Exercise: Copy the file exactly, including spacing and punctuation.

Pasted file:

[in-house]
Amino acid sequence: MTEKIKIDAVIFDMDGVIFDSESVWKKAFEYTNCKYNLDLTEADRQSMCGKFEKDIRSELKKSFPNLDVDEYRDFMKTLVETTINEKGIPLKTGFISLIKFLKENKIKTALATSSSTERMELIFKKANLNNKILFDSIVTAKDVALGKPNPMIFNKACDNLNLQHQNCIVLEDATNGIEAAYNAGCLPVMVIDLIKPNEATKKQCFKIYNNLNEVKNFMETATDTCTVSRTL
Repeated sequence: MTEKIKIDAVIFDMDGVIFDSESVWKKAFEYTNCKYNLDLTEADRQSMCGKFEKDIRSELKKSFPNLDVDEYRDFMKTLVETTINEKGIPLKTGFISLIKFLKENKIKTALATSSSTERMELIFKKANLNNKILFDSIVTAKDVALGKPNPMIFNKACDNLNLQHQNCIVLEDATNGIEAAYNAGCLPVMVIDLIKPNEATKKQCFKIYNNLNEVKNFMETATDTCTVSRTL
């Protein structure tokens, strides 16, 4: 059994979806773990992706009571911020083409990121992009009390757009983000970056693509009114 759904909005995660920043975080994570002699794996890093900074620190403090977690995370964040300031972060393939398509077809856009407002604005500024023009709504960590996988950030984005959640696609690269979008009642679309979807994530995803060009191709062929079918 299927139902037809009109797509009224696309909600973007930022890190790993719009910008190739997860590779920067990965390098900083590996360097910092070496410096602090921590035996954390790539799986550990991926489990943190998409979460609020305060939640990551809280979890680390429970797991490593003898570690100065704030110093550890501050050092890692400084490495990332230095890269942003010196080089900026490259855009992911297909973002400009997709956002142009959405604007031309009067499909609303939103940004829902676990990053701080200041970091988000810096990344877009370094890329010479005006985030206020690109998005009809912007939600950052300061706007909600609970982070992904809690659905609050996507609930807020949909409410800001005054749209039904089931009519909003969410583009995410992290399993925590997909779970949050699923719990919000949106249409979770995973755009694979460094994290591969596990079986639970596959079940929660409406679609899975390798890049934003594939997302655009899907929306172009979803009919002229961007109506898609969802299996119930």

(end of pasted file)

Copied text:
[in-house]
Amino acid sequence: MTEKIKIDAVIFDMDGVIFDSESVWKKAFEYTNCKYNLDLTEADRQSMCGKFEKDIRSELKKSFPNLDVDEYRDFMKTLVETTINEKGIPLKTGFISLIKFLKENKIKTALATSSSTERMELIFKKANLNNKILFDSIVTAKDVALGKPNPMIFNKACDNLNLQHQNCIVLEDATNGIEAAYNAGCLPVMVIDLIKPNEATKKQCFKIYNNLNEVKNFMETATDTCTVSRTL
Repeated sequence: MTEKIKIDAVIFDMDGVIFDSESVWKKAFEYTNCKYNLDLTEADRQSMCGKFEKDIRSELKKSFPNLDVDEYRDFMKTLVETTINEKGIPLKTGFISLIKFLKENKIKTALATSSSTERMELIFKKANLNNKILFDSIVTAKDVALGKPNPMIFNKACDNLNLQHQNCIVLEDATNGIEAAYNAGCLPVMVIDLIKPNEATKKQCFKIYNNLNEVKNFMETATDTCTVSRTL
């Protein structure tokens, strides 16, 4: 059994979806773990992706009571911020083409990121992009009390757009983000970056693509009114 759904909005995660920043975080994570002699794996890093900074620190403090977690995370964040300031972060393939398509077809856009407002604005500024023009709504960590996988950030984005959640696609690269979008009642679309979807994530995803060009191709062929079918 299927139902037809009109797509009224696309909600973007930022890190790993719009910008190739997860590779920067990965390098900083590996360097910092070496410096602090921590035996954390790539799986550990991926489990943190998409979460609020305060939640990551809280979890680390429970797991490593003898570690100065704030110093550890501050050092890692400084490495990332230095890269942003010196080089900026490259855009992911297909973002400009997709956002142009959405604007031309009067499909609303939103940004829902676990990053701080200041970091988000810096990344877009370094890329010479005006985030206020690109998005009809912007939600950052300061706007909600609970982070992904809690659905609050996507609930807020949909409410800001005054749209039904089931009519909003969410583009995410992290399993925590997909779970949050699923719990919000949106249409979770995973755009694979460094994290591969596990079986639970596959079940929660409406679609899975390798890049934003594939997302655009899907929306172009979803009919002229961007109506898609969802299996119930």